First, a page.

This Day in the Law
March 2

Jones-Shafroth Act Passed (1917)

On March 2, 1917, the Jones-Shafroth Act was passed, granting United States citizenship to all citizens of Puerto Rico. President Woodrow Wilson signed the Act which also revised the system of government in Puerto Rico.

This legislation came about because Puerto Ricans did not have any internationally recognized citizenship. However, their local government was wary of creating citizenship, and turned to the United States. The understanding was that the United States would help Puerto Rico get on their feet, and then grant them independence once they were stable and established.

The Jones-Shafroth Act not only granted U.S. citizenship to all citizens of Puerto Rico on March 2, 1917, but it also recognized certain civil rights. Interestingly, the right to a trial by jury was not included in these civil rights.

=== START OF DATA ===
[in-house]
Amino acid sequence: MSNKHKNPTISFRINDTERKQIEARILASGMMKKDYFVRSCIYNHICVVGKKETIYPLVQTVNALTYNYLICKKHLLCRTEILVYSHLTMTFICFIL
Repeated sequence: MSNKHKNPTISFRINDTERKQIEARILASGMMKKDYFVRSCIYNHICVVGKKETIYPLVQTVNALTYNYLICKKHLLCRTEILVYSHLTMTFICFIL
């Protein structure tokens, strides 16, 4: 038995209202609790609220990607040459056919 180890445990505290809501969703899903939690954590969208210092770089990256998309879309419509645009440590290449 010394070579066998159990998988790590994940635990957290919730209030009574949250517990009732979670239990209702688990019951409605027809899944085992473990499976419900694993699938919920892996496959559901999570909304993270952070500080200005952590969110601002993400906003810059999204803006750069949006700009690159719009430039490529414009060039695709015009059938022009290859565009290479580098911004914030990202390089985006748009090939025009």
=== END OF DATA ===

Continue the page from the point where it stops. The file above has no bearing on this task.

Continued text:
In addition, the Act revised the system of government to resemble that of a state of the United States, with powers being separated among executive, judicial, and legislative branches. The Act also established a bicameral legislature similar to the United States. However, the United States maintained the power to veto any laws passed by the new Puerto Rican government, and retained control over fiscal and economic issues.

In 1948, U.S. Congress allowed Puerto Rico to draft its own Constitution which was then implemented in 1952. This established Puerto Rico as a Commonwealth of the United States, which it still remains today.